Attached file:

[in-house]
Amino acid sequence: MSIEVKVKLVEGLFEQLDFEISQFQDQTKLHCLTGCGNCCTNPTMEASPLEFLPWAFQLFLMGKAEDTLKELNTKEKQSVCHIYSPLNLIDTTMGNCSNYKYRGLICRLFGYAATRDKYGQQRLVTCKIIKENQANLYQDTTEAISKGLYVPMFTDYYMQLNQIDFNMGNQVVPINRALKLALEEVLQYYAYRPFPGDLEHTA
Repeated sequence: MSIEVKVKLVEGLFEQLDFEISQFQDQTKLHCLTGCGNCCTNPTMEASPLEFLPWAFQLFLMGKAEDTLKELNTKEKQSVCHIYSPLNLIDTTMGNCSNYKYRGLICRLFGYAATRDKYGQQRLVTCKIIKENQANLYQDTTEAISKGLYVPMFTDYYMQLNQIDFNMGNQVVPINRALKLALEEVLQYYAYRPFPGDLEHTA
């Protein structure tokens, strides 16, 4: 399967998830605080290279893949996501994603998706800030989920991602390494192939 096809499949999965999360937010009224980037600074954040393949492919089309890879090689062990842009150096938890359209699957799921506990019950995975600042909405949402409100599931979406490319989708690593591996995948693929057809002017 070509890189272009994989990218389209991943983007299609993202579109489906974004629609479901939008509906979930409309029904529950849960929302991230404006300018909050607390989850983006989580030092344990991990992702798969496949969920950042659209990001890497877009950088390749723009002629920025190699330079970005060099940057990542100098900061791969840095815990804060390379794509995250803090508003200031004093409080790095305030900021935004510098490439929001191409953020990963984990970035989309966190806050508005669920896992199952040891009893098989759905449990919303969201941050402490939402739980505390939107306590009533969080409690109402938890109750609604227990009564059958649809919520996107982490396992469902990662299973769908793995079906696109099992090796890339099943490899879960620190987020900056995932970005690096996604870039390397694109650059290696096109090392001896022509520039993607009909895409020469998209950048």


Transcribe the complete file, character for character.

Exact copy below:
[in-house]
Amino acid sequence: MSIEVKVKLVEGLFEQLDFEISQFQDQTKLHCLTGCGNCCTNPTMEASPLEFLPWAFQLFLMGKAEDTLKELNTKEKQSVCHIYSPLNLIDTTMGNCSNYKYRGLICRLFGYAATRDKYGQQRLVTCKIIKENQANLYQDTTEAISKGLYVPMFTDYYMQLNQIDFNMGNQVVPINRALKLALEEVLQYYAYRPFPGDLEHTA
Repeated sequence: MSIEVKVKLVEGLFEQLDFEISQFQDQTKLHCLTGCGNCCTNPTMEASPLEFLPWAFQLFLMGKAEDTLKELNTKEKQSVCHIYSPLNLIDTTMGNCSNYKYRGLICRLFGYAATRDKYGQQRLVTCKIIKENQANLYQDTTEAISKGLYVPMFTDYYMQLNQIDFNMGNQVVPINRALKLALEEVLQYYAYRPFPGDLEHTA
């Protein structure tokens, strides 16, 4: 399967998830605080290279893949996501994603998706800030989920991602390494192939 096809499949999965999360937010009224980037600074954040393949492919089309890879090689062990842009150096938890359209699957799921506990019950995975600042909405949402409100599931979406490319989708690593591996995948693929057809002017 070509890189272009994989990218389209991943983007299609993202579109489906974004629609479901939008509906979930409309029904529950849960929302991230404006300018909050607390989850983006989580030092344990991990992702798969496949969920950042659209990001890497877009950088390749723009002629920025190699330079970005060099940057990542100098900061791969840095815990804060390379794509995250803090508003200031004093409080790095305030900021935004510098490439929001191409953020990963984990970035989309966190806050508005669920896992199952040891009893098989759905449990919303969201941050402490939402739980505390939107306590009533969080409690109402938890109750609604227990009564059958649809919520996107982490396992469902990662299973769908793995079906696109099992090796890339099943490899879960620190987020900056995932970005690096996604870039390397694109650059290696096109090392001896022509520039993607009909895409020469998209950048």